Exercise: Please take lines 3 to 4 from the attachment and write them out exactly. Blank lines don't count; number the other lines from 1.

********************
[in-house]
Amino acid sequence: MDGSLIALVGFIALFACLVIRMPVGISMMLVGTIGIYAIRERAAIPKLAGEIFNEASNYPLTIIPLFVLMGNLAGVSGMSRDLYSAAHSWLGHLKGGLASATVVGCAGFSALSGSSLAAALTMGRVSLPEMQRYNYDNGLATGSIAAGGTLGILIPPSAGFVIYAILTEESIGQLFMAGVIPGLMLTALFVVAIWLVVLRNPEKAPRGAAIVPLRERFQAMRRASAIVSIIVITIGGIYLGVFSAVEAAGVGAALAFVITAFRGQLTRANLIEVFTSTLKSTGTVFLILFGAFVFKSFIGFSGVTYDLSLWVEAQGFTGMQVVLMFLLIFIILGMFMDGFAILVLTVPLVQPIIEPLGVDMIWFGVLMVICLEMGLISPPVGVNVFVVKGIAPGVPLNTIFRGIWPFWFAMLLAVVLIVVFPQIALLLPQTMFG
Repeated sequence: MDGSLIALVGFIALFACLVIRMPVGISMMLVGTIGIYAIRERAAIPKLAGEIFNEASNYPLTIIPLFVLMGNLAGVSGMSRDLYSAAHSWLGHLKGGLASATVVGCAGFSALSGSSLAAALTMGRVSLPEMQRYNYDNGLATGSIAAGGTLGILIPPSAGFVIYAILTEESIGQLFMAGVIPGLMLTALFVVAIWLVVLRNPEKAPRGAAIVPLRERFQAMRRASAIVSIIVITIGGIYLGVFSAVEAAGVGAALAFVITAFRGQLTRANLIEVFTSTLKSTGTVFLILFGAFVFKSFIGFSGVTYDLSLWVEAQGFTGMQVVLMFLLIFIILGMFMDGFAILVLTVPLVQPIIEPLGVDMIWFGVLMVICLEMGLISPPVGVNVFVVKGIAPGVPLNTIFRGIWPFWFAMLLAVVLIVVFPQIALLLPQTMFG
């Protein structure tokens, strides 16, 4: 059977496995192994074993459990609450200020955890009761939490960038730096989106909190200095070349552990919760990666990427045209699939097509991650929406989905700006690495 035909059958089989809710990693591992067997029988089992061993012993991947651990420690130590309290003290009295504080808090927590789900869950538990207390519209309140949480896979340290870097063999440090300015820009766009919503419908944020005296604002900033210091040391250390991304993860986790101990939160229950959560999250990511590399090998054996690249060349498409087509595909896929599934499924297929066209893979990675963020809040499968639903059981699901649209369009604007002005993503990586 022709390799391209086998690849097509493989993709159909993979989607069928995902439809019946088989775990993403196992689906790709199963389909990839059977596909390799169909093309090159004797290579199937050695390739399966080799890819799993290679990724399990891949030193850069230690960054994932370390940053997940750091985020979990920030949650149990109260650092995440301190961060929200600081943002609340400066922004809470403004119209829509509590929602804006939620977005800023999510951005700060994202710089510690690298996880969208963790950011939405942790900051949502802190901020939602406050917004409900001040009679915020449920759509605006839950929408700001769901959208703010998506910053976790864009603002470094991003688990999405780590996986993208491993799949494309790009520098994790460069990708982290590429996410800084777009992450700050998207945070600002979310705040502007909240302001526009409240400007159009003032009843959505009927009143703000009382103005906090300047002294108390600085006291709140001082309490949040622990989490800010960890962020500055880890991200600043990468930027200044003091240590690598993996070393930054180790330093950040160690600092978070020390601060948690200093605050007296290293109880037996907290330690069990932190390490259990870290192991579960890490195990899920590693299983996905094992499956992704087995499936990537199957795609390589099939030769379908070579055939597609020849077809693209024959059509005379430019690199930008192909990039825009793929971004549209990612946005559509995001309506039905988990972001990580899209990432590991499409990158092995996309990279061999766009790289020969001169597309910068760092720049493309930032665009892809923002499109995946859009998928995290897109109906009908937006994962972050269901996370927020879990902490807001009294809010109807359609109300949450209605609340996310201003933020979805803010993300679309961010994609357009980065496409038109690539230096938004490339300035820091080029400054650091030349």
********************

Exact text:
Repeated sequence: MDGSLIALVGFIALFACLVIRMPVGISMMLVGTIGIYAIRERAAIPKLAGEIFNEASNYPLTIIPLFVLMGNLAGVSGMSRDLYSAAHSWLGHLKGGLASATVVGCAGFSALSGSSLAAALTMGRVSLPEMQRYNYDNGLATGSIAAGGTLGILIPPSAGFVIYAILTEESIGQLFMAGVIPGLMLTALFVVAIWLVVLRNPEKAPRGAAIVPLRERFQAMRRASAIVSIIVITIGGIYLGVFSAVEAAGVGAALAFVITAFRGQLTRANLIEVFTSTLKSTGTVFLILFGAFVFKSFIGFSGVTYDLSLWVEAQGFTGMQVVLMFLLIFIILGMFMDGFAILVLTVPLVQPIIEPLGVDMIWFGVLMVICLEMGLISPPVGVNVFVVKGIAPGVPLNTIFRGIWPFWFAMLLAVVLIVVFPQIALLLPQTMFG
């Protein structure tokens, strides 16, 4: 059977496995192994074993459990609450200020955890009761939490960038730096989106909190200095070349552990919760990666990427045209699939097509991650929406989905700006690495 035909059958089989809710990693591992067997029988089992061993012993991947651990420690130590309290003290009295504080808090927590789900869950538990207390519209309140949480896979340290870097063999440090300015820009766009919503419908944020005296604002900033210091040391250390991304993860986790101990939160229950959560999250990511590399090998054996690249060349498409087509595909896929599934499924297929066209893979990675963020809040499968639903059981699901649209369009604007002005993503990586 022709390799391209086998690849097509493989993709159909993979989607069928995902439809019946088989775990993403196992689906790709199963389909990839059977596909390799169909093309090159004797290579199937050695390739399966080799890819799993290679990724399990891949030193850069230690960054994932370390940053997940750091985020979990920030949650149990109260650092995440301190961060929200600081943002609340400066922004809470403004119209829509509590929602804006939620977005800023999510951005700060994202710089510690690298996880969208963790950011939405942790900051949502802190901020939602406050917004409900001040009679915020449920759509605006839950929408700001769901959208703010998506910053976790864009603002470094991003688990999405780590996986993208491993799949494309790009520098994790460069990708982290590429996410800084777009992450700050998207945070600002979310705040502007909240302001526009409240400007159009003032009843959505009927009143703000009382103005906090300047002294108390600085006291709140001082309490949040622990989490800010960890962020500055880890991200600043990468930027200044003091240590690598993996070393930054180790330093950040160690600092978070020390601060948690200093605050007296290293109880037996907290330690069990932190390490259990870290192991579960890490195990899920590693299983996905094992499956992704087995499936990537199957795609390589099939030769379908070579055939597609020849077809693209024959059509005379430019690199930008192909990039825009793929971004549209990612946005559509995001309506039905988990972001990580899209990432590991499409990158092995996309990279061999766009790289020969001169597309910068760092720049493309930032665009892809923002499109995946859009998928995290897109109906009908937006994962972050269901996370927020879990902490807001009294809010109807359609109300949450209605609340996310201003933020979805803010993300679309961010994609357009980065496409038109690539230096938004490339300035820091080029400054650091030349």